MetalBite Review by Brian on 2/8/2015
One of the most obscure bands in doom metal's rich history is New York's Blood Farmers
. They formed in 1989, released 2 demos 1991's Permanent Brain Damage
and 1994's Bury the Living, Harvest the Dead
, then in 1995 released their self titled debut. Mixing Sabbath
inspired traditional doom with 1970's horror film themes became their trademark. After a very good and extremely overlooked first effort, they disappeared, giving them a well deserved cult status. Fast forward 19 years, Blood Farmers
are back and in a big way.
was released in March of last year and though I normally don't review albums that are already a year old, I felt compelled to let you know about this amazing release. I purchased my copy on vinyl and would highly recommend this format to those of you that haven't picked it up yet as well as to those of you who have the CD. It is the same cover design as the CD, but much bigger and comes with a really cool inlay of posters from 70's horror flicks.
I pull the album out of the sleeve, place it on the turntable and drop the needle. As the appropriately titled "Gut Shot" begins, it's low end punch hits hard. This is the tradition Blood Farmers
formula, Dave "Depraved" Szulkin's thick guitar tone (he also provides the bass), Eli Brown's masterful vocals and new member Tad Leger's Thunderous beats culminate in a sound so heavy it's weight can be felt collapsing your chest. This continues with the over ten minute long title track and when Eli belts out "I am twisted, I am sick" the album really starts to dig it's claws in and take over the listener. The final track on side one really shows the diversity of the band. "The Creeper" is an Instrumental that has some Pink Floyd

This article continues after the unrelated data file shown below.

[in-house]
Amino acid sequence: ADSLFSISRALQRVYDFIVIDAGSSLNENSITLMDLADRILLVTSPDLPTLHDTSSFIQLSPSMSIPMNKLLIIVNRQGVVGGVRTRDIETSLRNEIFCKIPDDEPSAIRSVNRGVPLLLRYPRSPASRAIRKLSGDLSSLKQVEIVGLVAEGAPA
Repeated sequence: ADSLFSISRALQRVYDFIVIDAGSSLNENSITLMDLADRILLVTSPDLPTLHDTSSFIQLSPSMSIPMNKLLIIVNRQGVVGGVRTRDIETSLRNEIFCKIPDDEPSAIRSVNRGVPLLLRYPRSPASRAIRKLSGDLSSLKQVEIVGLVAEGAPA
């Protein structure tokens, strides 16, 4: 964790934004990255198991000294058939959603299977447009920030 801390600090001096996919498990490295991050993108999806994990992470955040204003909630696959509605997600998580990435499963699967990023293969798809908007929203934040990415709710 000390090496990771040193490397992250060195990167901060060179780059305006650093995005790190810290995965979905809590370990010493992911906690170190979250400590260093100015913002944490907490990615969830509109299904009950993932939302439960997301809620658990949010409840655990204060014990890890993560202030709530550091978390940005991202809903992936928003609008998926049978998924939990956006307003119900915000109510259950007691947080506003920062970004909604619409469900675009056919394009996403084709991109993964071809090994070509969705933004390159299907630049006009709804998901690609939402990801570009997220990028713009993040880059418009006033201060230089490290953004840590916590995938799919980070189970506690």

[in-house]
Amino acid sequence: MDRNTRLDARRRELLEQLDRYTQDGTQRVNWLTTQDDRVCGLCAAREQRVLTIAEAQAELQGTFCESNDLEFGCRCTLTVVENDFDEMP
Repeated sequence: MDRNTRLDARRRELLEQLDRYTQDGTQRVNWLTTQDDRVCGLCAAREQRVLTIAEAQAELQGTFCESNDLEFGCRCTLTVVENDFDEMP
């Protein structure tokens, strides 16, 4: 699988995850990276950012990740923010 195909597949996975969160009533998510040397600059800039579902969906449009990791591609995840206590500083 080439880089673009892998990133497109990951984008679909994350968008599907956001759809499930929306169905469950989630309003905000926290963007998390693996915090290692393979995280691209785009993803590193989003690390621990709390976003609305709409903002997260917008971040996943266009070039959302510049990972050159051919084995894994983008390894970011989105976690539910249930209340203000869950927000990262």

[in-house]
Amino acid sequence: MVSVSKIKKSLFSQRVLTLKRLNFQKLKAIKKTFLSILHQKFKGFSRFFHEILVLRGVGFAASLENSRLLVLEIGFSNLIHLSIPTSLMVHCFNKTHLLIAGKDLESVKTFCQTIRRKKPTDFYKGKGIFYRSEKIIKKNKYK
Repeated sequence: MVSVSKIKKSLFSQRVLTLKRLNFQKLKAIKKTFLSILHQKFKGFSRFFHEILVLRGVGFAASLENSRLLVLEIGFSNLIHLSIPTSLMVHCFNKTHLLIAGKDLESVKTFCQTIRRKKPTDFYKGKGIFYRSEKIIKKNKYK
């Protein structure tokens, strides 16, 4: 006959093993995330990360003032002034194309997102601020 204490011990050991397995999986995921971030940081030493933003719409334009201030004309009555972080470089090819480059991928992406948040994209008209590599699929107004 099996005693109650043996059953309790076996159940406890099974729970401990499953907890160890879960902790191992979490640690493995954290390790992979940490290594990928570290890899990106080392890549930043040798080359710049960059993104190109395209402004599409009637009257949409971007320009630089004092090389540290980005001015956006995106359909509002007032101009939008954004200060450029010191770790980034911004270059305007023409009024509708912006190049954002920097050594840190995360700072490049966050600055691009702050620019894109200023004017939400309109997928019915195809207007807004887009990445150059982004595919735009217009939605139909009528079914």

guitar tones, think "Dogs", mixed in with the heavy as hell 70's inspired groove riffs. This shows the bands psychedelic side. I turn the record over fully satisfied with the first 20 minutes. Side two starts out much the same, true Blood Farmers
meaty doom riffs and the rhythm sections absolutely marvelous low end. I love the albums final two tracks. The epic, psychedelic, rocking 10 minute instrumental "Night of the Sorcerers" and a cover of the David Hess
classic "The Road Leads to Nowhere" from the Wes Craven Film 'The Last House on the Left'. The prior is the albums best track, beginning with a Goblin
esque approach. Eerie melodies and foreboding keyboards make the nightmare real. Blood Farmers
paint a picture that something terrible is about to happen. This song is extremely well crafted and builds suspense with it's soundtrack vibe before crushing you with mighty colossal doom riffs and soulful guitar solos. This is the perfect prelude to the perfect closer. Their cover of "The Road Leads to Nowhere" is top notch. Acoustic guitars and Eli's hauntingly beautiful vocals are a perfect. The rendition of the Hess
classic is spiced up in Blood Farmers
fashion with melancholic gloomy guitars and amazing psychedelic solos.
With Headless Eyes
, Blood Farmers
have created one of the best traditional doom albums in years. It's much more than that though, They also delve into psychedelia, 1970's hard rock and splash in fair amounts of horror film soundtrack qualities. The album clocks in at just under 45 minutes, making it succeed where so many doom albums fail, leaving you wanting more as opposed to wishing it would have ended 20 minutes sooner.The production makes this a complete album. The first thing you notice is how big and full the low end is, then how perfect the instruments are separated in the mix. It's not too clean, but not muddy at all, it has a warm feel that makes for the perfect atmosphere. Had I heard this album last year it would have almost certainly made my year end list. Headless Eyes
is an amazing comeback, let's just hope we don't have to wait another 19 years for the next Blood Farmers
Rating: 9.5 out of 10